We hear a lot of talk about the destruction of the family and all of these different concepts and there’s some validity to that, but the kids are still here no matter what we think about how they were raised. No matter what we think about their family situation. None of that matters when you start to think about the fact that the kid is still here. So society overall needs to look at that kid and say ‘we’re going to create an environment for this child that helps put this child on a better path even if it was born on a bad path, and that we’re going to invest in this child because it’s better for all of us. And we waste so much human potential by failing to invest in young people particularly when they start off on the wrong path and we can do better at that and institutions like St. Augustine are one facet of the answer.

You mentioned earlier that you’re Lutheran, and many of the other students at St. Augustine weren’t Catholic either. What do you make of the Josephites’ commitment to helping students and families of all different backgrounds?

I think the Josephites in particular, that’s a part of their mission is in fostering better outcomes in the Black community through their stewardship, and God bless them because they do a great job and their commitment is total. They’re all in and it made a difference in my life. It made a difference in the lives of both of my brothers.

Along with Catholic Schools Week it’s also the first week of Black History Month. You also attended Howard University, a Historically Black College and University. Why did you decide after you graduated from St. Augustine to attend Howard University? And then what is unique and special about HBCUs?

I grew up in Louisiana and as much progress as we’ve made as a society just in my lifetime there was still the nastiness of racism. Now, New Orleans can be a bastion of civility when it comes to race because people in the city, as in lots of cities around the country, learn to live together, learn to work together. So it wasn’t as bad as it could have been, but I knew it was there and I did not want that issue to affect my college experience.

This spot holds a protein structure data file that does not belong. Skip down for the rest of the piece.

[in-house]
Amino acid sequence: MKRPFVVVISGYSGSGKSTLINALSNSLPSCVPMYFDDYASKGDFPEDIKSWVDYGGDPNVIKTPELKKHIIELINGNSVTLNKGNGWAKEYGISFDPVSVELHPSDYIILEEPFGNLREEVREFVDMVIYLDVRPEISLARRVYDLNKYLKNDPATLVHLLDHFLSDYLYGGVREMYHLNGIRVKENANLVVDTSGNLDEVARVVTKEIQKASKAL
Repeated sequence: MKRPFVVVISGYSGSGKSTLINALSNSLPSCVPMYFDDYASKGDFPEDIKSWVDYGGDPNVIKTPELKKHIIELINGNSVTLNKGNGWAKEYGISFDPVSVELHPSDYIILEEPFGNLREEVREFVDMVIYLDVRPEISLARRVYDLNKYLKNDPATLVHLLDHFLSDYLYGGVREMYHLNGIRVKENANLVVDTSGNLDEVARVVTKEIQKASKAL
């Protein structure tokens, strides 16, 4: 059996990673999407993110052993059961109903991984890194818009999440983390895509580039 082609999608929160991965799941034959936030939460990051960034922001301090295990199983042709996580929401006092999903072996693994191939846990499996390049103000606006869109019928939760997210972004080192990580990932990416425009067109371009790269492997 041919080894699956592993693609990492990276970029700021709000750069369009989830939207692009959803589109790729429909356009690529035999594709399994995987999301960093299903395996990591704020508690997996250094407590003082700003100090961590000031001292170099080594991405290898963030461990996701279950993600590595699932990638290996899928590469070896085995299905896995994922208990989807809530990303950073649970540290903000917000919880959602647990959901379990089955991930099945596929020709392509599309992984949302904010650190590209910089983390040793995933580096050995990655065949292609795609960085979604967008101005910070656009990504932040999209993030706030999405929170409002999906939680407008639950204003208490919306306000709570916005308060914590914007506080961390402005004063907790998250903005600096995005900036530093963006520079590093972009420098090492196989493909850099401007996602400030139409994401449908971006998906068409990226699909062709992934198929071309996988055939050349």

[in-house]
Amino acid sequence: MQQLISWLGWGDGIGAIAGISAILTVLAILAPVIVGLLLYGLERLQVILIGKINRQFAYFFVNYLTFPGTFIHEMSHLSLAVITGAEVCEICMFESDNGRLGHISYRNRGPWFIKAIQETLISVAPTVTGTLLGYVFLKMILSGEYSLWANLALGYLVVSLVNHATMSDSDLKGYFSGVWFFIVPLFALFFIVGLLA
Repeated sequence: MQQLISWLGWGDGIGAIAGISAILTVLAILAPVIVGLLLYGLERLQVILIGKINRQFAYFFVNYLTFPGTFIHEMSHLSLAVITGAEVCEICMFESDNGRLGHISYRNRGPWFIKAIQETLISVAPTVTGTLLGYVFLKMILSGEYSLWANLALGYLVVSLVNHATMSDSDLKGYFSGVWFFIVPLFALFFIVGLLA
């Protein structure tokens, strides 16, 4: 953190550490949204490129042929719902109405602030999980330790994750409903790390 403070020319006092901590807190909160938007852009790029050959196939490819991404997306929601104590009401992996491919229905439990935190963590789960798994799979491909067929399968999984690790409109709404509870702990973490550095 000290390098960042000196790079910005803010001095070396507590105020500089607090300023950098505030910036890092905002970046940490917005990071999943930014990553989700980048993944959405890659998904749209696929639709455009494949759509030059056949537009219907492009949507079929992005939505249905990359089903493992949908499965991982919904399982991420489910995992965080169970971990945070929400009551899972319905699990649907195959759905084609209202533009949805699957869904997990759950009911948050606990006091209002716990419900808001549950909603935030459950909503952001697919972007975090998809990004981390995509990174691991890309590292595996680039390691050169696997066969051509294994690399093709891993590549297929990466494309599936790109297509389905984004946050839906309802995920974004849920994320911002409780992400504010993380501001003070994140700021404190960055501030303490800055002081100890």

I have so many friends that went to non-HBCU colleges and had great experiences, but they will tell me that it’s not like Howard, it’s not like St. Augustine and I think it’s because the Black experience in America is such a unique experience.

I learned how to navigate the world as a Black man in America from my experience at St. Augustine and later at Howard University and I don’t know that other non-specific institutions that don’t have this particular mantra could have done that as well and so that’s why they matter so much. When I walked on Howard University’s campus everything there was mine. It belonged to me. It was for me. It was there for me and people like me and so, just like I did with St. Augustine, I left Howard University with a great sense of mission because now I was carrying the flag of Howard University as well with everything that I did and so it only amplified the effect that St. Augustine had on me earlier.

Follow John Lavenburg on Twitter: @johnlavenburg